Johnson Runuya, a Rwandan finance student and online bakery entrepreneur, poses with a cake ready for delivery in Kigali, capital of Rwanda, May 26, 2021 (Photo by Cyril Ndegeya / Xinhua)
by Frank Kanyesigye
KIGALI, June 7 (Xinhua) – On a bright afternoon in the quiet part of the Bwiza district of Kigali, the Rwandan capital, finance student Johnson Runuya was busy mixing a wide range of ingredients to make a chocolate fruit belt cake, as the delicious aroma of cooking makes you hungry.
“Baking is easy and fun. I loved baking when I was a kid. A good and beautiful cake cannot be rushed, whereas it just requires patience and creativity,” Runuya said, putting on the mix in a saucepan before heating it. He then let the mixture simmer for ten minutes.
His bakery Johnson The Baker now mainly offers birthday cakes, wedding cakes and corporate event cakes and the price varies depending on the type, size and flavors of the 2,000 Rwandan Franc (approx. $ 2) cake. American) to 27,000 Rwandan francs (about $ 27).
A little less than a year after its inception, the online bakery received more than 20 orders per day, which generated a monthly turnover of more than five million Rwandan francs (approximately 5,000 US dollars).
Runuya started cooking in 2018 in high school after her family bought a house with an indoor kitchen, while balancing schooling and baking. Lockdown measures effective from March 21, 2020 aimed at containing the spread of COVID-19 have forced many businesses to close, but gave the college student the time and inspiration to start an online business .
“Due to movement restriction measures to protect public health and the growing demand from consumers to avoid physical stores, I realized that I could make money selling my cakes online. I launched an online portal where I could post pictures of my cakes. The website also has an option for customers to place their orders online, ”said the 19-year-old, who was doing an internship at a bakery before the lockdown.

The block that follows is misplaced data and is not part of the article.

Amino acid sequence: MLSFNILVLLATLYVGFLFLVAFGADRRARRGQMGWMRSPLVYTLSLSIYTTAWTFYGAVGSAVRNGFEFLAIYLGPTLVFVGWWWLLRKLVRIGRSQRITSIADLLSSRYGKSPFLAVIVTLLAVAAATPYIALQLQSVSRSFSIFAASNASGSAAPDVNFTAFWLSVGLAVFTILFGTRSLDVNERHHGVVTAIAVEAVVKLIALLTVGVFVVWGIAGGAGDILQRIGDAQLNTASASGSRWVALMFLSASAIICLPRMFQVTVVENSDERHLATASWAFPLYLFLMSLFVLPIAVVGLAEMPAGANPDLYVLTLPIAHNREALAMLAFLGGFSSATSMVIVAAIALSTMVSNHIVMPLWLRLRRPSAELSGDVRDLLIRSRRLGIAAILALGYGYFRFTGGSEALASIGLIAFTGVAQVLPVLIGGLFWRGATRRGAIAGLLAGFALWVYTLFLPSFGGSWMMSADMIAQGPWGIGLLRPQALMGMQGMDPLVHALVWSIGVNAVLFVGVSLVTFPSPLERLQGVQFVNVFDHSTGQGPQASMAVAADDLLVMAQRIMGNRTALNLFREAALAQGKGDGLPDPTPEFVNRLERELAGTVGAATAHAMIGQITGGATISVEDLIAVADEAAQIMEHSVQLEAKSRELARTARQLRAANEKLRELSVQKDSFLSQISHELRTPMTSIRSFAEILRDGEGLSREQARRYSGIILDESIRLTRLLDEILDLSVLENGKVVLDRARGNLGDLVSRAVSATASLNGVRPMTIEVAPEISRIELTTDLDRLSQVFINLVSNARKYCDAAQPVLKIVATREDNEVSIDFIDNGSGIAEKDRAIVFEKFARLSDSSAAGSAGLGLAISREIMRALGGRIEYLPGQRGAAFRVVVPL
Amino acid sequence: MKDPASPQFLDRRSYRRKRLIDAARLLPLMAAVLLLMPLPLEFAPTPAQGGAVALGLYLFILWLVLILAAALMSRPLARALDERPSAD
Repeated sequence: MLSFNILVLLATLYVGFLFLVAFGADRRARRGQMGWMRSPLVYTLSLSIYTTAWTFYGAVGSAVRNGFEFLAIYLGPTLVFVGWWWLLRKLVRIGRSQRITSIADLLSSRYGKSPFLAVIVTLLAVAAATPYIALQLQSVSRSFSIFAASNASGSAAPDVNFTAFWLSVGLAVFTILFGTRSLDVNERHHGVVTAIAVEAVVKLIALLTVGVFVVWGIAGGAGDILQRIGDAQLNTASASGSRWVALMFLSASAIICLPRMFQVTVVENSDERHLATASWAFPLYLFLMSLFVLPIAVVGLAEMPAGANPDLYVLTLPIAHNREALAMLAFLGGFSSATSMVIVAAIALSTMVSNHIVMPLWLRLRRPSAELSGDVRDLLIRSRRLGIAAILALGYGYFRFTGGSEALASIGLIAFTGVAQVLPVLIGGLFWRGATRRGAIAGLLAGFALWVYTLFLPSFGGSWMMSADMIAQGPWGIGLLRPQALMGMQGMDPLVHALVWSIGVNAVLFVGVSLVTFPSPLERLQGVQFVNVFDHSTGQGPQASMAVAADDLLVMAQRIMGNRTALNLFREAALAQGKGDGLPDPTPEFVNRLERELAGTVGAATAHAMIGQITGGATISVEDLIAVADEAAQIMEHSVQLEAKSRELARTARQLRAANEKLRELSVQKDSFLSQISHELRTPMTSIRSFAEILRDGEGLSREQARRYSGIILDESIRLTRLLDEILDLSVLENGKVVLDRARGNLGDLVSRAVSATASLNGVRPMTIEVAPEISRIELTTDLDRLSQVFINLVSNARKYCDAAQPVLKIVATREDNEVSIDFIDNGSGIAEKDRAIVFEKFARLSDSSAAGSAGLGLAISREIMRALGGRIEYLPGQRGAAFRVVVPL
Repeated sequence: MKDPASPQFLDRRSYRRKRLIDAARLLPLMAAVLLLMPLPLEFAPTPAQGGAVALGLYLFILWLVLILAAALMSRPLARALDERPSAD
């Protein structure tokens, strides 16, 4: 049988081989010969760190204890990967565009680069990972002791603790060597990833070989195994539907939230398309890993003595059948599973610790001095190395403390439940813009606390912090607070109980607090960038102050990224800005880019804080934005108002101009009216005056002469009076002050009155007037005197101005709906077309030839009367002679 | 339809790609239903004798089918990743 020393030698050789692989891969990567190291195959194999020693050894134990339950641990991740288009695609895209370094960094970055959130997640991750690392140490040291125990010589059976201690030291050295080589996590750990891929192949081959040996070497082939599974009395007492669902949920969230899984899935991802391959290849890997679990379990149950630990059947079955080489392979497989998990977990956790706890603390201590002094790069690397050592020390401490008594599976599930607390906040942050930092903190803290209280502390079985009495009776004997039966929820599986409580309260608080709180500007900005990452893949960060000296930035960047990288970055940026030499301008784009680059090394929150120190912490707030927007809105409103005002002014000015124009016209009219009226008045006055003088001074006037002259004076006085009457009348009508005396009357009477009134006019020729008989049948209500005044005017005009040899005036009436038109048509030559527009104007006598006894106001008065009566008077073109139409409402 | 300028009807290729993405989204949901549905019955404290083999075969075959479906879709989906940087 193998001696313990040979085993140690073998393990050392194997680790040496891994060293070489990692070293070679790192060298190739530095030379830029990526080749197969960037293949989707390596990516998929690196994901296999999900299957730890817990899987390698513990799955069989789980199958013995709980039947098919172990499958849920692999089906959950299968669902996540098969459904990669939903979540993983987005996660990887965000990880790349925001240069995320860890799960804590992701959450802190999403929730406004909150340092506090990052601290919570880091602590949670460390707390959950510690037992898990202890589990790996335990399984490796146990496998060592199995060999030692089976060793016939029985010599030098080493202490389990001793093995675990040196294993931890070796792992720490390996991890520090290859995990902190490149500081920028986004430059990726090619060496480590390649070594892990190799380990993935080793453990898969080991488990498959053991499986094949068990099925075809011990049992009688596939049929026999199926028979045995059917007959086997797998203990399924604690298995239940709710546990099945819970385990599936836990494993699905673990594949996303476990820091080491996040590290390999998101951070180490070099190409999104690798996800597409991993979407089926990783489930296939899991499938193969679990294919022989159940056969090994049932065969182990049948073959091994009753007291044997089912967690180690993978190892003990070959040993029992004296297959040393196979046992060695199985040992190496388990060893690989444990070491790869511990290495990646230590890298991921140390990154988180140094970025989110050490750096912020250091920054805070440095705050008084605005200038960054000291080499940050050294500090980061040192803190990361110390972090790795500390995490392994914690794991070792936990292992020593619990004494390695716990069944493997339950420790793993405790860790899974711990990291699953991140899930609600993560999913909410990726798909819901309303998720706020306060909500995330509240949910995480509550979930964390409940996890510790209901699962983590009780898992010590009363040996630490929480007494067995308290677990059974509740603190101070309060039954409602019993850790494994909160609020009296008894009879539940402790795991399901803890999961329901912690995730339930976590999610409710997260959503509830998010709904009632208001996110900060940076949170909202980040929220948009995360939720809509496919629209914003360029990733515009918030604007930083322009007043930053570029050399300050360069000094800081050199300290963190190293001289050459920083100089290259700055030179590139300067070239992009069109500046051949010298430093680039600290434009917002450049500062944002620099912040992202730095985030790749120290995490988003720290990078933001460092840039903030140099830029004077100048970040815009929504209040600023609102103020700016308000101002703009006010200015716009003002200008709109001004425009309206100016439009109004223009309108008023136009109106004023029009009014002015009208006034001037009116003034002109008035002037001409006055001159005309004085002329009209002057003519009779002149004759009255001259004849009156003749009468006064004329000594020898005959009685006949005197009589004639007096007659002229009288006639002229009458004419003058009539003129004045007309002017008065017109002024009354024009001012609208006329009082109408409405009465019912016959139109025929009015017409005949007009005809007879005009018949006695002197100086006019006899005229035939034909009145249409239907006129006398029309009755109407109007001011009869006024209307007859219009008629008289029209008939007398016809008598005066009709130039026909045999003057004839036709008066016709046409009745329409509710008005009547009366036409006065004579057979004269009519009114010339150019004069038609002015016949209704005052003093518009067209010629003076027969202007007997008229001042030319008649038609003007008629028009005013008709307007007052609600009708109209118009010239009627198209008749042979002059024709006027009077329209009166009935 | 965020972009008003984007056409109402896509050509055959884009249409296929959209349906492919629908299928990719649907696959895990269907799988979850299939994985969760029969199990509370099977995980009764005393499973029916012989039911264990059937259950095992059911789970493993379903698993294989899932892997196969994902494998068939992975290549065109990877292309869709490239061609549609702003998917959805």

He launched the bakery website just days after the lockdown began and started getting a few orders from friends, family and classmates at college. Orders started pouring in from April as he marketed his business on social media.
“As my business grew, with many orders and with me alone to rely on, there were times I would cook for hours in the morning until late at night just to complete orders on time. However, this prompted me to employ three other professional bakers to fill large orders, ”he said.
More orders also motivated him to work harder to meet demand.
“I have to make sure all my customers get their orders on time. My only goal is to make my customers happy and create something that I look forward to doing every day,” he said, adding that his dream since he was a boy of owning his own bakery business has come true.
The young entrepreneur attributed his success to the quality and consistency of his work, affordability, quality of service and innovation.
Running and growing a business at such a young age put the strain on his shoulders as he still pursued a bachelor’s degree as a freshman at the University of Kigali, but for him it was doable with “dedication and hard work “.
He was even looking forward to making his bakery the leader of the Rwandan market over the next few years. Final element